The 2014 NCPA programme is instructive, providing an insight into a changing appreciation of Shakespeare’s resonance, global and local, in contemporary Chinese culture. Alongside the National Theatre of Scotland’s collaboration with the Royal Shakespeare Company, Dunsinane, written by David Grieg (2010), a sequel to Macbeth (a co-production with its own reconfigured place-related cultural and political meaning in a year when a referendum on Scottish independence was taking place in the UK), a Tim Robbin-directed A Midsummer Night’s Dream from Los Angeles, an in-house production of Verdi’s operatic interpretation of Othello, a Chinese-Japanese co-production of Macbeth, a physical theatre production of Romeo and Juliet by experimental Lecoq-influenced Beijing company SanTuoQi, Lin Zhaohua and Yi Liming’s Coriolanus, a Shanghai Dramatic Arts Centre reworking of The Taming of the Shrew relocated to 1930s Shanghai, and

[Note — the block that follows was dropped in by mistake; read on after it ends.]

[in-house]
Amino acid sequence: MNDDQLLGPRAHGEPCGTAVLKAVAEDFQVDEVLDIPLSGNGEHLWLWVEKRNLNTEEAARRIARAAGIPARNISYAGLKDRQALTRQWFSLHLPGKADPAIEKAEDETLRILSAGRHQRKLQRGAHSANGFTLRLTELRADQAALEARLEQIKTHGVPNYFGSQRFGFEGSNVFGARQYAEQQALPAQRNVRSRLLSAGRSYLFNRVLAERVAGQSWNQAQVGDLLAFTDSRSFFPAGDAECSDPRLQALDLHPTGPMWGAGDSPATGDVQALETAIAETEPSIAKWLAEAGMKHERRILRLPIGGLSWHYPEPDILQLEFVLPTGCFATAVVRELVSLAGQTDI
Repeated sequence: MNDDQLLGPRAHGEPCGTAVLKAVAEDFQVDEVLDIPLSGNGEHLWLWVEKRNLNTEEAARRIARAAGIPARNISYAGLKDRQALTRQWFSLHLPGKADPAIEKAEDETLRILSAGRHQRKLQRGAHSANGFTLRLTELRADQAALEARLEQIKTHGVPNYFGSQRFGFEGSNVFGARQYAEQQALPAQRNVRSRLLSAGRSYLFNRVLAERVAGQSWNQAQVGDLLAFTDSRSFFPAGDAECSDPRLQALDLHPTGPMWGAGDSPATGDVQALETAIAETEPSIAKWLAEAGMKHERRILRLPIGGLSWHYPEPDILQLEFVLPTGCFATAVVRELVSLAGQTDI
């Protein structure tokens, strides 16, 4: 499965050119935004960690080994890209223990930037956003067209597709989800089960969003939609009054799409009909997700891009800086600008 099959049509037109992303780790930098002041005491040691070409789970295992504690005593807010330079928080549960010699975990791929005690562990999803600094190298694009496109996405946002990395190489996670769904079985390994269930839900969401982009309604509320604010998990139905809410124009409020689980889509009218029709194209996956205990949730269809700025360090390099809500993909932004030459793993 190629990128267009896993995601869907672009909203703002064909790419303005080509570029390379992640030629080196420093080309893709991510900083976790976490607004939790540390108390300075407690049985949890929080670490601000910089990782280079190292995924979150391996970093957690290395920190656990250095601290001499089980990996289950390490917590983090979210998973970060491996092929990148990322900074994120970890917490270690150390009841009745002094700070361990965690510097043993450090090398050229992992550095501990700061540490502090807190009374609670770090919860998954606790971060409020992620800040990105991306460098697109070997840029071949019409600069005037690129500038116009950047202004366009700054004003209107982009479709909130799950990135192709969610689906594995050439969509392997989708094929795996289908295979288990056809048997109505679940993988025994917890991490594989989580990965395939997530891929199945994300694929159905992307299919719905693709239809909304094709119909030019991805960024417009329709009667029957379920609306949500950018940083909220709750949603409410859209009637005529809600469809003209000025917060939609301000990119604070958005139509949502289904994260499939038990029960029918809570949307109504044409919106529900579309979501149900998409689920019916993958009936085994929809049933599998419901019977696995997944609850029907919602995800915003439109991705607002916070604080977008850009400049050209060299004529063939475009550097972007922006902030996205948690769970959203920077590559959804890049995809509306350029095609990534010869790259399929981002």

another Dream, this time Dominic Dromgoole’s Original Practices production from the Globe Theatre, London, featured. Many of these productions were not new commissions as such but specific revivals intended to speak to the 450th anniversary context. NCPA’s own publicity was explicit about the influence it had taken from Dromgoole’s 2012 Globe to Globe festival when 37 Shakespeare plays were staged in 37 languages as part of the London Cultural Olympiad.2 The theatre also sponsored a world theatre forum as part of the year’s events emphasising its desire to engage in a global academic debate about the Shakespeare brand as well as about performance studies more generally.